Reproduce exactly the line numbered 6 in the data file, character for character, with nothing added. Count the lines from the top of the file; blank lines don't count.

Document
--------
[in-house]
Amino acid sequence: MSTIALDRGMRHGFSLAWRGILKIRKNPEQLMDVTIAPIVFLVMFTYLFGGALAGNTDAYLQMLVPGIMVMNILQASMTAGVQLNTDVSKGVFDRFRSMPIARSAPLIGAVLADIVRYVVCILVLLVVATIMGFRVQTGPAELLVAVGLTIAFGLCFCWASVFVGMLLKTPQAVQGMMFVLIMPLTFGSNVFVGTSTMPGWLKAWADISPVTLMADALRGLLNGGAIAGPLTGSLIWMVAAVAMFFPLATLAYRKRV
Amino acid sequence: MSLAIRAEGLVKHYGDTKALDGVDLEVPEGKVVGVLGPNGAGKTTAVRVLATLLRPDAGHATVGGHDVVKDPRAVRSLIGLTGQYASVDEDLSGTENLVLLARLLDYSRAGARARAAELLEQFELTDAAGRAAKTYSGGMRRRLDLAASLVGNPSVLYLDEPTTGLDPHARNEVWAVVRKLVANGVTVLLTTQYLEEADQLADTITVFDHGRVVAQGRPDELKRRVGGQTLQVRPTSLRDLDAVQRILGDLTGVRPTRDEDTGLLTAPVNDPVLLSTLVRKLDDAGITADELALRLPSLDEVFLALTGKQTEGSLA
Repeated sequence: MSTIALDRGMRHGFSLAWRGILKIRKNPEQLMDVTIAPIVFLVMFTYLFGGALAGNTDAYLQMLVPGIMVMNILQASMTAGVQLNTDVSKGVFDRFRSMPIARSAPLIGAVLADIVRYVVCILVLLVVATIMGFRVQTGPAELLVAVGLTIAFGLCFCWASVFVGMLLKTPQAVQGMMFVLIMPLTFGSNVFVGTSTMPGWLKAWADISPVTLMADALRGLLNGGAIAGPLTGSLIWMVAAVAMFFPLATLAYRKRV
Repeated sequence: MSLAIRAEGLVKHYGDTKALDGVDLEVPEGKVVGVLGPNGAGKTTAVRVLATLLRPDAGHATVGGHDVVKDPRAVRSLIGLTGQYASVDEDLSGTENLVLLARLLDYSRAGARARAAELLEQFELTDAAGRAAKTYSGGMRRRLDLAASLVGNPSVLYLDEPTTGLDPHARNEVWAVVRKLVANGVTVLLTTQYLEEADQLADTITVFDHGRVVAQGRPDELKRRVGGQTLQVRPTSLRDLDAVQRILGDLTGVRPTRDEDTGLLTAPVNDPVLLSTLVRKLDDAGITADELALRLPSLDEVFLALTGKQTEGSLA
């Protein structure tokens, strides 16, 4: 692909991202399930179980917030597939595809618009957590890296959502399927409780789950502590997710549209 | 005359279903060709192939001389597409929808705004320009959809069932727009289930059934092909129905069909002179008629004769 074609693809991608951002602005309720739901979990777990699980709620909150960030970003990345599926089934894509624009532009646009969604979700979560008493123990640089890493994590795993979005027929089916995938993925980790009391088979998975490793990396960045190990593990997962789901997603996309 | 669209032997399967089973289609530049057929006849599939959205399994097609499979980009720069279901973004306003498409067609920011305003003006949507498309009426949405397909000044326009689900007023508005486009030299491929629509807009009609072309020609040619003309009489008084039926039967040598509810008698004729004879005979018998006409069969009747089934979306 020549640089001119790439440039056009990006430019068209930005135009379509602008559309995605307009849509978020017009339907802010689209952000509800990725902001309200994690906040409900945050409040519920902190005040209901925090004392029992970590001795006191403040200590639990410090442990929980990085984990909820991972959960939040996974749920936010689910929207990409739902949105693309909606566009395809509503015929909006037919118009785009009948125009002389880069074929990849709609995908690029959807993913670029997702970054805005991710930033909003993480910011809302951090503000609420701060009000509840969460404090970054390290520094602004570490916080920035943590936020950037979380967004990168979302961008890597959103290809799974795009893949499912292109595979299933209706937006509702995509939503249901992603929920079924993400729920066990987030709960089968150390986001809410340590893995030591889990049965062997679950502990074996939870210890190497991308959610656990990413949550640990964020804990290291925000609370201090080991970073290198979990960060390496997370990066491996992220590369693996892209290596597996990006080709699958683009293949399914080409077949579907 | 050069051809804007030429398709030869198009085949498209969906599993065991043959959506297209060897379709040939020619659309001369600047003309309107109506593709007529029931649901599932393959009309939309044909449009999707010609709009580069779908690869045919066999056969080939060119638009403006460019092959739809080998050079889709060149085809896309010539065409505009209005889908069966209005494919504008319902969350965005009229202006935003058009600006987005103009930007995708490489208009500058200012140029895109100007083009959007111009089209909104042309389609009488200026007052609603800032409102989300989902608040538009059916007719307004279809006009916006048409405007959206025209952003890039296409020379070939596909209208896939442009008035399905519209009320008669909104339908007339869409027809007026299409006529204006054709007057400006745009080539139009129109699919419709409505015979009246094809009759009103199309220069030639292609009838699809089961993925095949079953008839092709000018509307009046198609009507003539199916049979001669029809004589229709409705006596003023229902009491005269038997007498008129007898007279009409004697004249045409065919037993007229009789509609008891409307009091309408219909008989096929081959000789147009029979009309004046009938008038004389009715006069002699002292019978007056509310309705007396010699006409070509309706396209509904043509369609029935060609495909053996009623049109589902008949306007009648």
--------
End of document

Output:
């Protein structure tokens, strides 16, 4: 692909991202399930179980917030597939595809618009957590890296959502399927409780789950502590997710549209 | 005359279903060709192939001389597409929808705004320009959809069932727009289930059934092909129905069909002179008629004769 074609693809991608951002602005309720739901979990777990699980709620909150960030970003990345599926089934894509624009532009646009969604979700979560008493123990640089890493994590795993979005027929089916995938993925980790009391088979998975490793990396960045190990593990997962789901997603996309 | 669209032997399967089973289609530049057929006849599939959205399994097609499979980009720069279901973004306003498409067609920011305003003006949507498309009426949405397909000044326009689900007023508005486009030299491929629509807009009609072309020609040619003309009489008084039926039967040598509810008698004729004879005979018998006409069969009747089934979306 020549640089001119790439440039056009990006430019068209930005135009379509602008559309995605307009849509978020017009339907802010689209952000509800990725902001309200994690906040409900945050409040519920902190005040209901925090004392029992970590001795006191403040200590639990410090442990929980990085984990909820991972959960939040996974749920936010689910929207990409739902949105693309909606566009395809509503015929909006037919118009785009009948125009002389880069074929990849709609995908690029959807993913670029997702970054805005991710930033909003993480910011809302951090503000609420701060009000509840969460404090970054390290520094602004570490916080920035943590936020950037979380967004990168979302961008890597959103290809799974795009893949499912292109595979299933209706937006509702995509939503249901992603929920079924993400729920066990987030709960089968150390986001809410340590893995030591889990049965062997679950502990074996939870210890190497991308959610656990990413949550640990964020804990290291925000609370201090080991970073290198979990960060390496997370990066491996992220590369693996892209290596597996990006080709699958683009293949399914080409077949579907 | 050069051809804007030429398709030869198009085949498209969906599993065991043959959506297209060897379709040939020619659309001369600047003309309107109506593709007529029931649901599932393959009309939309044909449009999707010609709009580069779908690869045919066999056969080939060119638009403006460019092959739809080998050079889709060149085809896309010539065409505009209005889908069966209005494919504008319902969350965005009229202006935003058009600006987005103009930007995708490489208009500058200012140029895109100007083009959007111009089209909104042309389609009488200026007052609603800032409102989300989902608040538009059916007719307004279809006009916006048409405007959206025209952003890039296409020379070939596909209208896939442009008035399905519209009320008669909104339908007339869409027809007026299409006529204006054709007057400006745009080539139009129109699919419709409505015979009246094809009759009103199309220069030639292609009838699809089961993925095949079953008839092709000018509307009046198609009507003539199916049979001669029809004589229709409705006596003023229902009491005269038997007498008129007898007279009409004697004249045409065919037993007229009789509609008891409307009091309408219909008989096929081959000789147009029979009309004046009938008038004389009715006069002699002292019978007056509310309705007396010699006409070509309706396209509904043509369609029935060609495909053996009623049109589902008949306007009648």